It's been going on for more than a decade. Toronto is changing faster than anyone would have expected 10 to 15 year ago. How many times have you seen those side by side photos with the before and after streetscapes? The before, in a given Toronto neighbourhood, has a few buildings and parking lots. The after side transforms to a dense city packed with sky scraping condos. Some neighbourhoods have almost become unrecognizable from even 5 years ago, and the change is still coming. Toronto City council has approved almost 7000 new condo units this year adding to the nearly 70,000 already in construction. To put that in perspective, Toronto has the highest rate of development of anywhere in the world, mostly concentrated in the downtown core.
You may find this information exciting, making you a proud citizen of Toronto, or you may find it terrifying that there is that much development in our city. Whatever you believe, the questions is: Why Toronto? There are a lot of other very deserving, condo-loving cities in the world. Why this one?
I guess the first thing to do is to give this city a little credit. Toronto has turned itself into one of the most successful and diverse cities in the world. It is considered a economic hub and centre of culture. It also has weathered the economic downturn of 2008 very well. Much better than most cities in the world.
Of course, this kind of development also has to do with the city policies when it comes to building in the GTA. The city really does encourage densification to reduce sprawl and protect the greenbelt around the GTA. It aims to create more dynamic neighbourhoods and fill unused "brown fields" or industrial land that is no longer in use with new neighbourhoods. Height restriction vary widely. Generally speaking, in the core you can go high. Not as easy as you leave the centre of the city. Regardless, developers are not building sprawling tracks of houses in the suburbs very often across the GTA. They are building up.
Another reason for increase in condo development has to do with the number of foreign investors that buy properties here. As I've mentioned in other blogs, Canada does not keep records of foreign investment in their real estate. And really, we should be keeping records. It's not that foreign investment is necessarily a bad thing, but there is a valid concern that it drives up prices in a given city. If you take a vacation destination like Costa Rica, many of the foreign investments came from Europe and North America making a lot of real estate more expensive for the locals Costa Ricans. The same concept applies in Canada.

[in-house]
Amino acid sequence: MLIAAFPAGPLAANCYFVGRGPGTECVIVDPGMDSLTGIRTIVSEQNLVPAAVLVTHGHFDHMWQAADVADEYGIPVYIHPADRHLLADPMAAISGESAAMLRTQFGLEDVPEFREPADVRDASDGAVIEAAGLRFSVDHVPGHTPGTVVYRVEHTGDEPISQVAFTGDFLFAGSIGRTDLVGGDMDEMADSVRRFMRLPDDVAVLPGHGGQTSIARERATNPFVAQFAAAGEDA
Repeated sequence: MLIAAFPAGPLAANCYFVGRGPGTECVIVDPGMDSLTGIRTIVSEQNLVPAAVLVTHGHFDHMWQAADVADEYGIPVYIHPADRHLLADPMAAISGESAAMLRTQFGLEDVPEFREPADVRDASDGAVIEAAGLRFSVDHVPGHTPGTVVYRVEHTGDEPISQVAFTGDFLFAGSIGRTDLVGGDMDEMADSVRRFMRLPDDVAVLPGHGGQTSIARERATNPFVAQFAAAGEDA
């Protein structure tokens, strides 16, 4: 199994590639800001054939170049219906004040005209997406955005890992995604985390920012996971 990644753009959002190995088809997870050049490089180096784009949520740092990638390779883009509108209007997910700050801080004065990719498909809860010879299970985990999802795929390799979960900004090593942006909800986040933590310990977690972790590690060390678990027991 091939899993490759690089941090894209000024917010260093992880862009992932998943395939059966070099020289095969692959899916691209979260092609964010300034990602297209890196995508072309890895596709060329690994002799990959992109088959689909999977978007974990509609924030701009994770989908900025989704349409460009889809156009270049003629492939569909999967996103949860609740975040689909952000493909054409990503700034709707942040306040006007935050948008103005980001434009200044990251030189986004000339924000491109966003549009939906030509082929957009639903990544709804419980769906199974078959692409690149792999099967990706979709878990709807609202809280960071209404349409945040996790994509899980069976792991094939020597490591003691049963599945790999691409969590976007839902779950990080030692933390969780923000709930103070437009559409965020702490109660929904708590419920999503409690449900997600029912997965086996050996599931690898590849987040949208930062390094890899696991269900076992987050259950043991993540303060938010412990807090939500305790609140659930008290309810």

Take Vancouver. The real estate price are much too high for the average wage in that city. Many have speculated that it is been driven up by demand from overseas. There is concern that foreign investment, particularly from China has driven up the prices in Vancouver.
The fear with foreign investors may become more of a problem if the real estate market starts to show signs of weakening. In that case, investors may pull out quickly and leave in a downturn, since they have no real interest in that investment city. This would mostly be seen in the condo sector where most of the foreign investment sits in Canada. Other countries like the U.S, Demark, France, Mexico, Japan, Turkey and Singapre keep track of foreign investment. Some countries add a 15% tax, like Singapore does, to non-residents.
I think the unknown is the part that makes some worry. There is no doubt that there are foreign investors in Toronto, though I don't believe the ratio of investor to owner is as high as Vancouver. Still, many investors around the world see Toronto as a safe place to invest. It also adds units to our rental market which allows renters to have a better stock of rentals from which to choose.
Still, I'm not entirely convinced that foreign investment has that much influence on Toronto. What I find interesting - the past two years has shown a shift from foreign investment from Toronto to rock bottom investment towns like Miami, L.A., Dublin and Barcelona. In the United States, rent is more expensive than owning in 94 out the 100 biggest metropolitan areas. That means condos are a good investment for many foreign investors. Though Canada's condo market is healthy, it may not be currently attract a new set of investors. So, that leads me to believe that this past year, which has had very strong condo sales, has been led by Canadians buying condos.
It's true that we need a better system to see just how much foreign investment effects our real estate markets. We don't want to artificially drive up prices. In my opinion, we really should be focusing on making sure this city is ready for the amount of condos it will soon have. We need a bigger transit system, without political delay, and a better infrastructure, or no one will want to invest here, local or otherwise. High density cities can be energetic, walkable, culturally-rich neighbourhoods where you can walk to every thing you need, but this fast-changing city requires proper planning to make sure these neighbourhoods thrive.